Rochester, Minnesota




My research is centered on understanding the changes in innervation of the gastrointestinal tract that accompany intestinal inflammation. During states of inflammation, such as those occurring in inflammatory bowel disease (IBD), various features of gut function, including motility, secretion and sensitivity are altered. Because nerve cells of the bowel regulate these functions, changes in these neurons may cause the symptoms that lead to suffering in these individuals. Likewise, symptoms suffered by individuals with functional bowel disorders (FBD), such as irritable bowel syndrome (IBS), may be due to changes in the structure or function of these nerves. We use electrophysiological, molecular, biochemical and imaging approaches to assess changes in these nerve cells. Altered molecular targets are characterized to aid the development of interventional therapeutics.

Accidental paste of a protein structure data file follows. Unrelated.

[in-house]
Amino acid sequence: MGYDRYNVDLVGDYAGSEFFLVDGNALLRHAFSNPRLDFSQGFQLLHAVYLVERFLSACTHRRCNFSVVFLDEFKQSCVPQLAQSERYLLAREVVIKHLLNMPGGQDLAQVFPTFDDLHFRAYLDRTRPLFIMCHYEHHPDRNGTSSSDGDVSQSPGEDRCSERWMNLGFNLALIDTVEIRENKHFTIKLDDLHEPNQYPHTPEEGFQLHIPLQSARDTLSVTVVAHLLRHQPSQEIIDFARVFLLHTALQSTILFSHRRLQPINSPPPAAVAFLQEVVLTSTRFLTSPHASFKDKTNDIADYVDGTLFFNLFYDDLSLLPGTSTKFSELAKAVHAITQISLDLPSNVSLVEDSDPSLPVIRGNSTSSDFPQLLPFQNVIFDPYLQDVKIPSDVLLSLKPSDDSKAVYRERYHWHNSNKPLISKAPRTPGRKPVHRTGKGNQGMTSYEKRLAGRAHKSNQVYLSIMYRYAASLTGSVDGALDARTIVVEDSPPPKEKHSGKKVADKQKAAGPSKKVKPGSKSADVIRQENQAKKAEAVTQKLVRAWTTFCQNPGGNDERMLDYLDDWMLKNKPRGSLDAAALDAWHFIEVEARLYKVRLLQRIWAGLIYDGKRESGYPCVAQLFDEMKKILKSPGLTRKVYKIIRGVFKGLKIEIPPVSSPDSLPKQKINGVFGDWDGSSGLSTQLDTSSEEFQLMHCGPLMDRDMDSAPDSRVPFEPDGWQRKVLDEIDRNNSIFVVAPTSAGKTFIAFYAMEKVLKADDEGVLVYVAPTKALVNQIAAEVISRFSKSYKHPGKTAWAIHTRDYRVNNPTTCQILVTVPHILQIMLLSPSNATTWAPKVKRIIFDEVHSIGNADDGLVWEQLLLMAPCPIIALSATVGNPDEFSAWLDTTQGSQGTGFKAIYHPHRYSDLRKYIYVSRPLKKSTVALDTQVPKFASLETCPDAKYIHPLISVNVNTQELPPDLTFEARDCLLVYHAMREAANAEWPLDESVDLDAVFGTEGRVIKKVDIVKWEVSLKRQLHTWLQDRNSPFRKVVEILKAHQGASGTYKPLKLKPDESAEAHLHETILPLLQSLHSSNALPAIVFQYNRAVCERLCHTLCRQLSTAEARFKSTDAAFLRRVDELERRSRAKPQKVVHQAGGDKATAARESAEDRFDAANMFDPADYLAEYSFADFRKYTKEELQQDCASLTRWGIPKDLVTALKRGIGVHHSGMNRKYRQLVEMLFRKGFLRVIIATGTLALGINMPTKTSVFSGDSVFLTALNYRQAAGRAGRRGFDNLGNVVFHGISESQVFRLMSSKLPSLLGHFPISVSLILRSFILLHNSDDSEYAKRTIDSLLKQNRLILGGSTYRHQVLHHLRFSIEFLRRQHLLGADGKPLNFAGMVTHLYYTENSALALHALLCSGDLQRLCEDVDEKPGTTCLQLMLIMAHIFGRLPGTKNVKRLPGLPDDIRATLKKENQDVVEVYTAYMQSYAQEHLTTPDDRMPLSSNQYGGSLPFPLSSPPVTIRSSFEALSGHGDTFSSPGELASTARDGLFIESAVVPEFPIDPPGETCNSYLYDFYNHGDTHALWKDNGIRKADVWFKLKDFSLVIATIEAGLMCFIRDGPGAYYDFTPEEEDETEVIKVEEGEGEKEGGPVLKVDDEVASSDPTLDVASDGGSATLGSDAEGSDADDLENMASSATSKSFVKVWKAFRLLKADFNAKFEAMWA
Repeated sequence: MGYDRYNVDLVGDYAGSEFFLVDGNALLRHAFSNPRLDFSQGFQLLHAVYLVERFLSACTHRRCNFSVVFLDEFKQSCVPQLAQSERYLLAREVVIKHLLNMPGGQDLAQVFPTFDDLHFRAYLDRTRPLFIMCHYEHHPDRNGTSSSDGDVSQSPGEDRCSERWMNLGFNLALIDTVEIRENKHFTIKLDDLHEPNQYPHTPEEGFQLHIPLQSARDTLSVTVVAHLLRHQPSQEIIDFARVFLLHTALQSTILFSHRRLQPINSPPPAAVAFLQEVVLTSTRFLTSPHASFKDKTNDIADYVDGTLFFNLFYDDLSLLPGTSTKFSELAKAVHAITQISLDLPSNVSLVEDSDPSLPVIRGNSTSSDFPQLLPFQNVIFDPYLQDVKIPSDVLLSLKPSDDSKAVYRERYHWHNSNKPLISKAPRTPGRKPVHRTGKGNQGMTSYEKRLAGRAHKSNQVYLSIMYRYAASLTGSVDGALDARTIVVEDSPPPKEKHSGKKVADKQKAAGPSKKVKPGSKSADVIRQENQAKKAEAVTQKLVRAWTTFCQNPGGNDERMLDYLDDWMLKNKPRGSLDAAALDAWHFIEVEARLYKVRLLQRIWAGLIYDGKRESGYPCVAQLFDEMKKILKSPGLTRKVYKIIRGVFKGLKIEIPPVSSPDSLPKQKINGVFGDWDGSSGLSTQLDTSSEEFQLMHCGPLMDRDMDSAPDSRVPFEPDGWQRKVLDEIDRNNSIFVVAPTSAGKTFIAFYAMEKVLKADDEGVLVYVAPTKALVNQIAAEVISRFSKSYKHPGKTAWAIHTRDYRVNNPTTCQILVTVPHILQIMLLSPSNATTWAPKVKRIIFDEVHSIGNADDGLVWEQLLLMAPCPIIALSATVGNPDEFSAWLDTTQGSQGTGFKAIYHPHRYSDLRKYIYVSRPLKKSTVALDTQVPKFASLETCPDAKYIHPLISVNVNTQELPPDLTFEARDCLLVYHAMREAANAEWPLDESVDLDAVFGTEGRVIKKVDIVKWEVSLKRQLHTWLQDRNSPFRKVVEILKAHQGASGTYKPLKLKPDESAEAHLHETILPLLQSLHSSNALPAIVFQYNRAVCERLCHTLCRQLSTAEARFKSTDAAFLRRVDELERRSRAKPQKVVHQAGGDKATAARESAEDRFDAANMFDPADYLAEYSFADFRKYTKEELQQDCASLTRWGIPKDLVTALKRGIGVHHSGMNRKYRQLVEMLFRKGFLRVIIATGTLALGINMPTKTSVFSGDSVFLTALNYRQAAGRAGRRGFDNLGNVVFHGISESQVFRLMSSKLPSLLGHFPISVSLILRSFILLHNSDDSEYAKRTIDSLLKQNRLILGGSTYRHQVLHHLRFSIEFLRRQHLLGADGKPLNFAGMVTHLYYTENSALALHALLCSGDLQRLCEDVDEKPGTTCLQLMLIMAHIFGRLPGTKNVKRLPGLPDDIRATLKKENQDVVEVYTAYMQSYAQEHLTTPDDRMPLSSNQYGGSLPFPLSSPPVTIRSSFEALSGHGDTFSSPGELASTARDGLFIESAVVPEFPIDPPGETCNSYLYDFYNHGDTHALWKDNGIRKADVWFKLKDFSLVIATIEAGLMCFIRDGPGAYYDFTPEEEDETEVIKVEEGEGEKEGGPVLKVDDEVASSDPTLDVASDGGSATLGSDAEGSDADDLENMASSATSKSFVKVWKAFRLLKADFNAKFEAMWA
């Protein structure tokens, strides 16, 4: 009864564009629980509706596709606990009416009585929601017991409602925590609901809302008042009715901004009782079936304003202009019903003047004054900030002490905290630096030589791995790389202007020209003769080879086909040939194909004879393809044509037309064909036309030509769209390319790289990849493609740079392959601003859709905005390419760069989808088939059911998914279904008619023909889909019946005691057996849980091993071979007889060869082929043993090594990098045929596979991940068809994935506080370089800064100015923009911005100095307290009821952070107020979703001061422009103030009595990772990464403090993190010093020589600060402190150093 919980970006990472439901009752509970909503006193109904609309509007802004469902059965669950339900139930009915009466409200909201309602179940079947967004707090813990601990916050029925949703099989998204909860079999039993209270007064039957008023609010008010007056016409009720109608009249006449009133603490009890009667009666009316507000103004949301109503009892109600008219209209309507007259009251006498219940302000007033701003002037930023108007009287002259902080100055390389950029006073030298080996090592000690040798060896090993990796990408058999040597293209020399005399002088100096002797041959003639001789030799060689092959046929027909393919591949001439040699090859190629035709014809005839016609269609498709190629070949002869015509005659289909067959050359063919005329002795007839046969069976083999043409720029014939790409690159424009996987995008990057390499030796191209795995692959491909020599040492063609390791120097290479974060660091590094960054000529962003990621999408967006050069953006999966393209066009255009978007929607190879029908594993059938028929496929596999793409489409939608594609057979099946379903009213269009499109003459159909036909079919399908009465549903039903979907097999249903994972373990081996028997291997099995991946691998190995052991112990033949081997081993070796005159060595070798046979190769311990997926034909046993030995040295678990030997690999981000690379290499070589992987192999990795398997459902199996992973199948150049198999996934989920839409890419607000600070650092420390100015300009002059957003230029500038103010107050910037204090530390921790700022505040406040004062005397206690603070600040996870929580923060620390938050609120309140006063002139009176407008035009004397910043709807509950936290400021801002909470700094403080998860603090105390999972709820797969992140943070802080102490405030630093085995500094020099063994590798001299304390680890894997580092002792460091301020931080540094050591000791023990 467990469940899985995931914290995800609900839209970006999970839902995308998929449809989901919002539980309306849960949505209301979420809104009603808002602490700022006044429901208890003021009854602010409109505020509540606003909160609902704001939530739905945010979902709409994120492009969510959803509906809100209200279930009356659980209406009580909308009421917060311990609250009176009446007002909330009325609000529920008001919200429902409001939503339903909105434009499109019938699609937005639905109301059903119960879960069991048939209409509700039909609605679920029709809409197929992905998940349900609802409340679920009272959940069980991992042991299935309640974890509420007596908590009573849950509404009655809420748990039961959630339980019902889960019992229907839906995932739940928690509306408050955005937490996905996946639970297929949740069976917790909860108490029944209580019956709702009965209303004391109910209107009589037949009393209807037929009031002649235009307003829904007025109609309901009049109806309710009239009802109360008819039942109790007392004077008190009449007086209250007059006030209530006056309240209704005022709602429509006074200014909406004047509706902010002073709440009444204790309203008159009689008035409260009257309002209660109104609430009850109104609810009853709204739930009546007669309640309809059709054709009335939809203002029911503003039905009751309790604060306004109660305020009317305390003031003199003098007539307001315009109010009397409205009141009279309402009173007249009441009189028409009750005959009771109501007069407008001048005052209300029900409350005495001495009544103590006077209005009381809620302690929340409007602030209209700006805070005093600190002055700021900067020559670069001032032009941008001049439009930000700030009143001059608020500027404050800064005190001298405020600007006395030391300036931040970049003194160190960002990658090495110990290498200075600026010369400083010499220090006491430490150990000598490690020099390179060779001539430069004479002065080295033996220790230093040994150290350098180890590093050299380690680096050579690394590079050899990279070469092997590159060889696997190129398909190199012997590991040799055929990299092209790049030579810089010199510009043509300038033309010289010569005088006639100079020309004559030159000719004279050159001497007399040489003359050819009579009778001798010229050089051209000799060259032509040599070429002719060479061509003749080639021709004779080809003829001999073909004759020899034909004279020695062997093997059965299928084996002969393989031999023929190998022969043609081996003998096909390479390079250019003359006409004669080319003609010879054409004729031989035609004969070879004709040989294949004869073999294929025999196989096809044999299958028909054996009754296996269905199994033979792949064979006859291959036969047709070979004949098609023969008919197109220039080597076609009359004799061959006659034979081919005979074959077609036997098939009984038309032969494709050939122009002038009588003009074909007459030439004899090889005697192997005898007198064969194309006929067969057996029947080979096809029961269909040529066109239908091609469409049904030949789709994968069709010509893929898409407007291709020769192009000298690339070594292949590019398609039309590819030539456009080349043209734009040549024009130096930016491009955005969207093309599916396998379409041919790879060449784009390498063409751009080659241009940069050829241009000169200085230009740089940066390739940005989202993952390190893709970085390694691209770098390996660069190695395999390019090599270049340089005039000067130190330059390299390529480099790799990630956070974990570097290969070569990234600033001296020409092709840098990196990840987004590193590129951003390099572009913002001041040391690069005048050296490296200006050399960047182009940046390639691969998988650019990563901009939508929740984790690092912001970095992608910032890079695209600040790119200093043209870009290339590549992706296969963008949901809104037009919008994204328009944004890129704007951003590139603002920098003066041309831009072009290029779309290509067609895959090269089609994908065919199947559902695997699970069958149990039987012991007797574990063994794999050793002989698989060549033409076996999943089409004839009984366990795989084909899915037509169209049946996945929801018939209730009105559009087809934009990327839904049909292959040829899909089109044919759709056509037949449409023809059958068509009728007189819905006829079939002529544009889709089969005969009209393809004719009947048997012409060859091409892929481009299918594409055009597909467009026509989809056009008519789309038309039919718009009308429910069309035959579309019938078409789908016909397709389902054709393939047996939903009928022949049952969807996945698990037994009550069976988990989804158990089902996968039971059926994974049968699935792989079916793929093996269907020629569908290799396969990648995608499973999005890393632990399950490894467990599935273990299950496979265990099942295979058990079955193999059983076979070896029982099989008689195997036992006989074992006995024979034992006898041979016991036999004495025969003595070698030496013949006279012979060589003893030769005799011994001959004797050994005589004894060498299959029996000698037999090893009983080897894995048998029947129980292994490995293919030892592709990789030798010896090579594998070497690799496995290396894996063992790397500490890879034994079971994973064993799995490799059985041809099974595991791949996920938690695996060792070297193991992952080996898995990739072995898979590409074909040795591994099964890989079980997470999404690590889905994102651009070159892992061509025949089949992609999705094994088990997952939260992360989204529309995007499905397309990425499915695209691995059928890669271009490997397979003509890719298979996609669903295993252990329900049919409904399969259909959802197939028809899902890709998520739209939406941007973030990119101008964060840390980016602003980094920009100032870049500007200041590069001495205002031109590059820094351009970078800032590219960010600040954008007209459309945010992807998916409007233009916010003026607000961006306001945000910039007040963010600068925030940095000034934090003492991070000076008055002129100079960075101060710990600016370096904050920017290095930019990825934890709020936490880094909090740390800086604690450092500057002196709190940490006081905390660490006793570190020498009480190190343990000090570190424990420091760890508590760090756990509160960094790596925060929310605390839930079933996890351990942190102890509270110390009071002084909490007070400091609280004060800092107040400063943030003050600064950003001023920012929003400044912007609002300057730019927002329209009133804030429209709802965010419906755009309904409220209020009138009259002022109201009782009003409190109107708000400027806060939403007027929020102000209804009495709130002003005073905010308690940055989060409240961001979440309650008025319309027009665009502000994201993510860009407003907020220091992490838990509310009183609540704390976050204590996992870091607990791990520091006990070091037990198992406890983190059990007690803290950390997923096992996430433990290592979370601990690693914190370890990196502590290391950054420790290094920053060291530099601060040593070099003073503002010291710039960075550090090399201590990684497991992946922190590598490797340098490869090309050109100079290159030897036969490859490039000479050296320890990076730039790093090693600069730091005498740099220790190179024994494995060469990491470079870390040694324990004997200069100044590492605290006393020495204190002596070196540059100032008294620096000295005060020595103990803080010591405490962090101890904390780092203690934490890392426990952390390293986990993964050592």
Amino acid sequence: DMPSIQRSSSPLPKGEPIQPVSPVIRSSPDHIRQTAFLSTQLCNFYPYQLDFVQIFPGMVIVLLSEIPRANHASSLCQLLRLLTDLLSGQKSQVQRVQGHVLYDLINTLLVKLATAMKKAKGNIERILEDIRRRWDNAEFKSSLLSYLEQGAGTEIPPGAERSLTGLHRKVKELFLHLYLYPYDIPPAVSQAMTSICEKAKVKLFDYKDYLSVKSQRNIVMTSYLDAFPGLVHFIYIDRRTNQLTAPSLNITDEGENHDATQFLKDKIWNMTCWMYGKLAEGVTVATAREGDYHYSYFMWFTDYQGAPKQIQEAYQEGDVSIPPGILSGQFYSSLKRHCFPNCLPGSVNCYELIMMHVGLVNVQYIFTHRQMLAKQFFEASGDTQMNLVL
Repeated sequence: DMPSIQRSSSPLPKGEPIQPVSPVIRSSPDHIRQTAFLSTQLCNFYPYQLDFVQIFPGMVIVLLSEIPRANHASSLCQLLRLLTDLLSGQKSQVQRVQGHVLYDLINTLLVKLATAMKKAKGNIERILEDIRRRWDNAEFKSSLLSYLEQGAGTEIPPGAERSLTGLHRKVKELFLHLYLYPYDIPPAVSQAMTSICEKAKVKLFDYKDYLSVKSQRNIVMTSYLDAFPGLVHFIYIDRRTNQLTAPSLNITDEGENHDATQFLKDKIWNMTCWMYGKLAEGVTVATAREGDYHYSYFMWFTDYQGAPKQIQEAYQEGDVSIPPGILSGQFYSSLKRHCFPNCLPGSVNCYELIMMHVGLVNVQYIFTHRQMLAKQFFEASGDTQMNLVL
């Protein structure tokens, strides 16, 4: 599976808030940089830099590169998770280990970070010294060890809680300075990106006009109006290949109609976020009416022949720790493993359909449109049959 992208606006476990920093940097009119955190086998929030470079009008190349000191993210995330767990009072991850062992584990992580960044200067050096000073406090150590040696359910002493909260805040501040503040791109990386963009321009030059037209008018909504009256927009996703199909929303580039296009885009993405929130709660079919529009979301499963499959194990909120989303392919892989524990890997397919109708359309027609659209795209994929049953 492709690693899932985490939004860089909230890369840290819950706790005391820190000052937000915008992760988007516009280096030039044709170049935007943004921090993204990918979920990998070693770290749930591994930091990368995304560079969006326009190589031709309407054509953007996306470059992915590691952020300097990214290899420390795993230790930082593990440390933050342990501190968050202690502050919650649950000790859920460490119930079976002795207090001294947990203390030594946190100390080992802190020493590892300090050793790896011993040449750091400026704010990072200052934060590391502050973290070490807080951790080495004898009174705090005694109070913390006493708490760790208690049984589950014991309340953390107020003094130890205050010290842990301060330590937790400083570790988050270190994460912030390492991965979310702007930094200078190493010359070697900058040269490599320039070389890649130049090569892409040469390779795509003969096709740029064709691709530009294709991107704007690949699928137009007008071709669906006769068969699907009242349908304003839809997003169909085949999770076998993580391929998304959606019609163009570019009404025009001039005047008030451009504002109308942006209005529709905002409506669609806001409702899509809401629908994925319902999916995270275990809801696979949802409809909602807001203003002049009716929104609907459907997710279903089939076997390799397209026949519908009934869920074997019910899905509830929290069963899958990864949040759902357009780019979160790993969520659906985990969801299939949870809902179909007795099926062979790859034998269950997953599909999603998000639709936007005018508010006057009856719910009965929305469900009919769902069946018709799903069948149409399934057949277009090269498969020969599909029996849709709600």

Administrative Appointment

  1. Associate Consultant II-Research, Department of Physiology & Biomedical Engineering

Academic Rank

  1. Associate Professor of Physiology


  1. Post Doctoral Fellowship Department of Anatomy and Neurobiology, University of Vermont
  2. Post Doctoral Associate Department of Psychiatry, University of Minnesota
  3. PhD - Neuroscience University of Minnesota
  4. BS - Biology University of Wisconsin, Stevens Point

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